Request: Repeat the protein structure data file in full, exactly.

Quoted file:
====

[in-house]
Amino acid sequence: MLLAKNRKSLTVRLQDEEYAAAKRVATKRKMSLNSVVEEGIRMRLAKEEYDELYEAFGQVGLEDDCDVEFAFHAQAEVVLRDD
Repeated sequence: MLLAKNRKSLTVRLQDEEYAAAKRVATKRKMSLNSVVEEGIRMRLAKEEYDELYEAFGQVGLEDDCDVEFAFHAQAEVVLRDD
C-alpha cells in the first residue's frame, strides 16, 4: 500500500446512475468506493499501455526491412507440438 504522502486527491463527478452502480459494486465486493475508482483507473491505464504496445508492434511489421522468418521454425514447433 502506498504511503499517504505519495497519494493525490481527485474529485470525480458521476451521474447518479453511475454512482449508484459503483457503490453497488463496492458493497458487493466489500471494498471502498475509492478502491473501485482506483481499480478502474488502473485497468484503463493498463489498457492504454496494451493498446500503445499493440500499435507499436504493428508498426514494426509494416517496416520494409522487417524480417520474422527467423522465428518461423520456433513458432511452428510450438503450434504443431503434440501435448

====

[in-house]
Amino acid sequence: MLLAKNRKSLTVRLQDEEYAAAKRVATKRKMSLNSVVEEGIRMRLAKEEYDELYEAFGQVGLEDDCDVEFAFHAQAEVVLRDD
Repeated sequence: MLLAKNRKSLTVRLQDEEYAAAKRVATKRKMSLNSVVEEGIRMRLAKEEYDELYEAFGQVGLEDDCDVEFAFHAQAEVVLRDD
C-alpha cells in the first residue's frame, strides 16, 4: 500500500446512475468506493499501455526491412507440438 504522502486527491463527478452502480459494486465486493475508482483507473491505464504496445508492434511489421522468418521454425514447433 502506498504511503499517504505519495497519494493525490481527485474529485470525480458521476451521474447518479453511475454512482449508484459503483457503490453497488463496492458493497458487493466489500471494498471502498475509492478502491473501485482506483481499480478502474488502473485497468484503463493498463489498457492504454496494451493498446500503445499493440500499435507499436504493428508498426514494426509494416517496416520494409522487417524480417520474422527467423522465428518461423520456433513458432511452428510450438503450434504443431503434440501435448